When the issue was flagged internally, Facebook’s content policy team warned that removing such suggestions for political content could reduce those pages’ engagement and traffic, and possibly inspire complaints from publishers. A News Feed product manager and a policy team member reiterated this argument in an August post to Facebook’s internal message board.
“A noticeable drop in distribution for these producers (via traffic insights for recommendations) is likely to result in high-profile escalations that could include accusations of shadow-banning and/or FB bias against certain political entities during the US 2020 election cycle,” they explained. Shadow-banning, or the limiting of a page’s circulation without informing its owners, is a common accusation leveled by right-wing personalities against social media platforms.
Throughout 2020, the “fear of antagonizing powerful political actors,” as the former core data scientist put it in their memo, became a key public policy team rationalization for forgoing action on potentially violative content or rolling out product changes ahead of the US presidential election. They also said they had seen “a dozen proposals to measure the objective quality of content on News Feed diluted or killed because … they have a disproportionate impact across the US political spectrum, typically harming conservative content more.”
The data scientist, who spent more than five years at the company before leaving late last year, noted that while strides had been made since 2016, the state of political content on News Feed was “still generally agreed to be bad.” According to Facebook data, they added, 1 of every 100 views on content about US politics was for some type of hoax, while the majority of views for political materials were on partisan posts. Yet the company continued to give known spreaders of false and misleading information a pass if they were deemed “‘sensitive’ or likely to retaliate,” the data scientist said.
“In the US it appears that interventions have been almost exclusively on behalf of conservative publishers,” they wrote, attributing this to political pressure or a reluctance to upset sensitive publishers and high-profile users.
As BuzzFeed News reported last summer, members of Facebook’s policy team — including Kaplan — intervened on behalf of right-wing figures and publications such as Charlie Kirk, Breitbart, and Prager University, in some cases pushing for the removal of misinformation strikes against their pages or accounts. Strikes, which are applied at the recommendation of Facebook’s third-party fact-checkers, can result in a range of penalties, from a decrease in how far their posts are distributed to the removal of the page or account.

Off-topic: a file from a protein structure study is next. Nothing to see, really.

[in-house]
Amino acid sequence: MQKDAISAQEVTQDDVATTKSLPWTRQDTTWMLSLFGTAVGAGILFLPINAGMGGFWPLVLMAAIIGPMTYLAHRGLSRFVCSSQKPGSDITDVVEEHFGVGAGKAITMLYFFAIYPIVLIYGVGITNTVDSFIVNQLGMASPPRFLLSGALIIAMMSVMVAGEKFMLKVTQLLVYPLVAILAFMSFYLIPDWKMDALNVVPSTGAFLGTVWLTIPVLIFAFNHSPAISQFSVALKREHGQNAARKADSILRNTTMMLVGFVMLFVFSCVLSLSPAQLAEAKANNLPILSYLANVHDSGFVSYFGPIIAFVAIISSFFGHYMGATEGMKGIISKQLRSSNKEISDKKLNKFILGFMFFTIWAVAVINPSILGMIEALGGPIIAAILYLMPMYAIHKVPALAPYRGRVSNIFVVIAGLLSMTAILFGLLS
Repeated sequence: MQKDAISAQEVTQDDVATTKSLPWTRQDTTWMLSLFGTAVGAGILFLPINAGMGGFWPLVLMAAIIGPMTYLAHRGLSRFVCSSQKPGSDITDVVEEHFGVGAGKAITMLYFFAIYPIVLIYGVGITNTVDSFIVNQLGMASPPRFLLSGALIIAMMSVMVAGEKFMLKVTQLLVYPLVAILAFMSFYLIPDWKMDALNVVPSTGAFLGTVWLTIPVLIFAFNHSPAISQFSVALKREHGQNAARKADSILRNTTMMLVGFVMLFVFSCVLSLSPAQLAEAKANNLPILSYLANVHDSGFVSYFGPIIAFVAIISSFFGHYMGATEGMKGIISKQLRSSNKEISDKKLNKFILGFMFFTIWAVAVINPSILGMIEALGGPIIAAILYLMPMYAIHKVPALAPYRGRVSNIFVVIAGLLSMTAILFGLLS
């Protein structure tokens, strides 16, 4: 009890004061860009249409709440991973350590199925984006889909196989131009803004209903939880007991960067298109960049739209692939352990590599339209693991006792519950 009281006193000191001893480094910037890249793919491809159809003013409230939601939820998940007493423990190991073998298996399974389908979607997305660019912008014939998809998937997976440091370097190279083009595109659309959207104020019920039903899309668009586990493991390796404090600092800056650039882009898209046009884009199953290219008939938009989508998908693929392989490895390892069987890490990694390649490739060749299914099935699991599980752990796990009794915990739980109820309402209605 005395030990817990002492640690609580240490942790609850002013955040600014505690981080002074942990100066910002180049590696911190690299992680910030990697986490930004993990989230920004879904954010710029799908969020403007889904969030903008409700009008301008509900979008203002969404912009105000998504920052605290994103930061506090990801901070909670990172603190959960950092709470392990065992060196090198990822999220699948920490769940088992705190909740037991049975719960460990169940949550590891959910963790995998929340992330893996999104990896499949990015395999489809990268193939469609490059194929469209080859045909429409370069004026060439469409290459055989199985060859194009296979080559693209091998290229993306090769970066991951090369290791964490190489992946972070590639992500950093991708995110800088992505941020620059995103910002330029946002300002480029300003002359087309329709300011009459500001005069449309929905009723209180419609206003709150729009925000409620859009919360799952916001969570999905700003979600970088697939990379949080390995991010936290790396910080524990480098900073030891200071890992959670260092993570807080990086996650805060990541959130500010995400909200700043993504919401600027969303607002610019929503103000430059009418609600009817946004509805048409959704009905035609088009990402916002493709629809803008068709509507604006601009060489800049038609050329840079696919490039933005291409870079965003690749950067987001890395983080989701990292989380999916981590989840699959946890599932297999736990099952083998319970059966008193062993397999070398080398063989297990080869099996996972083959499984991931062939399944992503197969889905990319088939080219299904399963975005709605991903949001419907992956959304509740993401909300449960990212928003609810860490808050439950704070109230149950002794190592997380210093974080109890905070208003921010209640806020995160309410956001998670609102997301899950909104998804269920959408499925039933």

Kaplan’s other interventions are well documented. In 2018, the Wall Street Journal revealed that he helped kill a project to connect Americans who have political differences. The paper said Kaplan had objected “when briefed on internal Facebook research that found right-leaning users tended to be more polarized, or less exposed to different points of view, than those on the left.” Last year, the New York Times reported that policy executives declined to expand a feature called “correct the record” — which notified users when they interacted with content that was later labeled false by Facebook’s fact-checking partners — out of fear that it would “disproportionately show notifications to people who shared false news from right-wing websites.”
Policy executives also reportedly helped override an initiative proposed by the company’s now-disbanded civic integrity unit to throttle the reach of misleading political posts, according to the Information.
Such interventions were hardly a surprise for those who have worked on efforts at the company to reduce harm and misinformation. In a December departure note previously reported by BuzzFeed News, an integrity researcher detailed how right-wing pages, including those for Breitbart and Fox News, had become hubs of discussion filled with death threats and hate speech — in clear violation of Facebook policy. They questioned why the company continued to work with such publications in official capacities.
“When the company has a very apparent interest in propping up actors who are fanning the flames of the very fire we are trying to put out, it makes it hard to be visibly proud of where I work,” the researcher wrote.
A Line From Alex Jones to the US Capitol
The strategic response team that had gathered evidence for the Alex Jones and Infowars ban in the spring of 2019 drew upon years of examples of his hate speech against Muslims, transgender people, and other groups. Under the company’s policies for dangerous individuals and organizations, Jones and Infowars would be permanently banned and Facebook would have to remove content that expressed support for the conspiracy theorist and his site.
In April 2019, a proposal for the recommended ban — complete with examples and comments from the public policy, legal, and communications teams — was sent by email to Monika Bickert, Facebook’s head of global policy management, and her boss, Kaplan. The proposal was then passed on to top company leadership, including Zuckerberg, sources said.
The Facebook CEO balked at removing posts that praised Jones and his ideas.
“Zuckerberg basically took the decision that he did not want to use this policy against Jones because he did not personally think he was a hate figure,” said a former policy employee.